# Rational points and finite étale covers

This question is broadly about non-trivial examples where a map $f:Y\to X$ of smooth projective $k$-varieties ($k$ not algebraically closed) is such that existence of $k$-points (or in fact $k'$-points for $k'/k$ a finite extension) on $X$ ensures their existence on $Y$. For example, if $f$ is a birational $k$-map, the Lang-Nishimura Theorem guarantees an element of $Y(k)$ if $X(k)$ is not empty.

An interesting example is the case of $f:Y\to X$ being a finite étale cover. In general it will not be the case that a point in $X(k)$ lifts to one in $Y(k)$ (for example elliptic curves and an element in the Tate-Shafarevich group). Are there however examples or conditions that guarantee this happens?

We say that a variety $X/k$ is potentially dense if $X(k')$ is dense in $\bar{X}$ for some finite extension $k'/k$. Campana's classification program conjectures that $X$ is potentially dense if and only $X$ is special (i.e. has trivial core), so in this case, since it seems that a finite étale cover remains special if the base is special, we'd have that the arithmetic of special varieties is preserved under étale covers. But does potential density pull back under finite étale covers?

Related bibliography and any comments on the aforementioned or related topics mentioned are welcome!

## 2 Answers

Not a full answer but a collection of comments (Edit: Should be a full answer now, see edit at bottom):

Potential density does pull back under etale covers of projective varieties over number fields. The pull-backs of points of $X(K)$ are defined over $L$, with $L/K$ finite, by the Chevalley-Weil theorem.

If $X$ is a Fano variety (i.e. the negative of the canonical class is ample) then Colliot-Thelene conjectured that the Brauer-Manin obstruction is the only obstruction to the Hasse principle. If $f:Y \to X$ be an etale cover with $X$ Fano, then $Y$ is also Fano ($K_Y = f^*(K_X)$). So you might be able to get something that way by assuming this conjecture.

On the opposite end, if $X$ is general type, then so will be $Y$ and the Lang conjecture predicts that $X,Y$ will have few rational points and you probably can find some twist of $Y$ (if the cover is Galois) with no points.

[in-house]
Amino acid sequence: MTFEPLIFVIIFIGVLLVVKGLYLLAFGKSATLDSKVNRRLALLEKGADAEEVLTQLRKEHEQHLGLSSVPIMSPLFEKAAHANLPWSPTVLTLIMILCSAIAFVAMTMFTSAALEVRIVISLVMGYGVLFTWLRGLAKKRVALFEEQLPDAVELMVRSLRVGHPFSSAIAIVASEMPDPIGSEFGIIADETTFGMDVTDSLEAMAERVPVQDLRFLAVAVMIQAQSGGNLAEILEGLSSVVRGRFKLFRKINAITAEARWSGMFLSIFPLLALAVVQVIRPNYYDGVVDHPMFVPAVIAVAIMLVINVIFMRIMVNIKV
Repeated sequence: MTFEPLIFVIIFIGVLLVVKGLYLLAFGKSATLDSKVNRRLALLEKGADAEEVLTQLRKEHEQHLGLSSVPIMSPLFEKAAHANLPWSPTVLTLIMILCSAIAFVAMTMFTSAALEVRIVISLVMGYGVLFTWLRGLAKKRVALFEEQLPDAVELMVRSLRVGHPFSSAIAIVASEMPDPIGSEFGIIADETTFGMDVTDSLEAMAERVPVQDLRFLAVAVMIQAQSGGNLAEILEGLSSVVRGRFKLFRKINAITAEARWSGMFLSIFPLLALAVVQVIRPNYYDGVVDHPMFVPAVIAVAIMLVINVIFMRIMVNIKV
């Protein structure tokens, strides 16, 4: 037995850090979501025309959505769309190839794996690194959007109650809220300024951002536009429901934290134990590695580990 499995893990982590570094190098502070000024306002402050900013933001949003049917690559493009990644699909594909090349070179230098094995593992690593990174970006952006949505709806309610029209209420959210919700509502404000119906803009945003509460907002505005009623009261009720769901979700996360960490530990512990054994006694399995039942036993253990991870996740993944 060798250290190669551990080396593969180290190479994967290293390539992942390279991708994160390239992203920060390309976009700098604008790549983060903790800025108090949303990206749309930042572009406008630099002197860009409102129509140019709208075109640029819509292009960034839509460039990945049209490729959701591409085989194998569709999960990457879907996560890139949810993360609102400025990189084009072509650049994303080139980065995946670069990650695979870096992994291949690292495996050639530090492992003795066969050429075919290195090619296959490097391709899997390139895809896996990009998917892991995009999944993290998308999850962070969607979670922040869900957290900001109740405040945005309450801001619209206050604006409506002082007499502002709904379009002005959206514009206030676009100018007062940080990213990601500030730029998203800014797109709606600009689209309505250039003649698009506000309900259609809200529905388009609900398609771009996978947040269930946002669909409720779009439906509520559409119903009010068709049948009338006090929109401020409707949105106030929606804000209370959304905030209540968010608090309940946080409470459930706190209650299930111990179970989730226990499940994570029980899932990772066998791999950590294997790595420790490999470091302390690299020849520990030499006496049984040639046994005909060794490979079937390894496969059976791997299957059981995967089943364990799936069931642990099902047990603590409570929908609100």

In the intermediate case, your elliptic curve example generalizes to abelian varieties.

Edit: If the cover is etale and Galois then there should be a twist with no points, regardless of the geometry. Chevalley-Weil implies that the set of twists with points is finite, whereas the set of all twists is infinite. E.g. in the case of elliptic curves, never mind the Tate-Shafarevich group, choose an element of the Weil-Chatelet group with no local points.

• Is it not the case that every fano variety is simply connected so any étale cover is trivial? – Daniel Loughran Feb 2 '11 at 22:41
• @Daniel. You might be right, I don't know. – Felipe Voloch Feb 3 '11 at 0:06
• I was not aware of the Chevalley-Weil theorem, thank you! Though Fano varieties are rationally connected and so are simply connected, making étale covers uninteresting. As Campana's work suggests (as does your comment about Lang's conjecture) one would indeed expect interesting examples to lie in "middle" Kodaira dimensions. – Frank Feb 3 '11 at 0:06
• As a reference for the simple connectedness of rationally connected varieties, it goes back to Campana and probably Kollar-Miyaoka-Mori. It's proven for example in Debarre's book 'Higher dimensional algebraic geometry'. – Frank Feb 3 '11 at 0:09

For finite étale morphisms I found the following result in a survey article of Graber, Harris, Mazur and Starr:

Call a flat morphism $\pi:X\to B$ of schemes over a number field $F$ with $B$ smooth and irreducible arithmetically surjective if for every finite degree extension $L/F$, the induced mapping of rational points $X(L)\to B(L)$ is surjective.

$\textbf{Proposition:}$ Let $B$ be an integral, integrally closed scheme over a number field $F$. A finite flat morphism $\pi:X\to B$ defined over $F$ is arithmetically surjective if and only if it admits a section over $F$.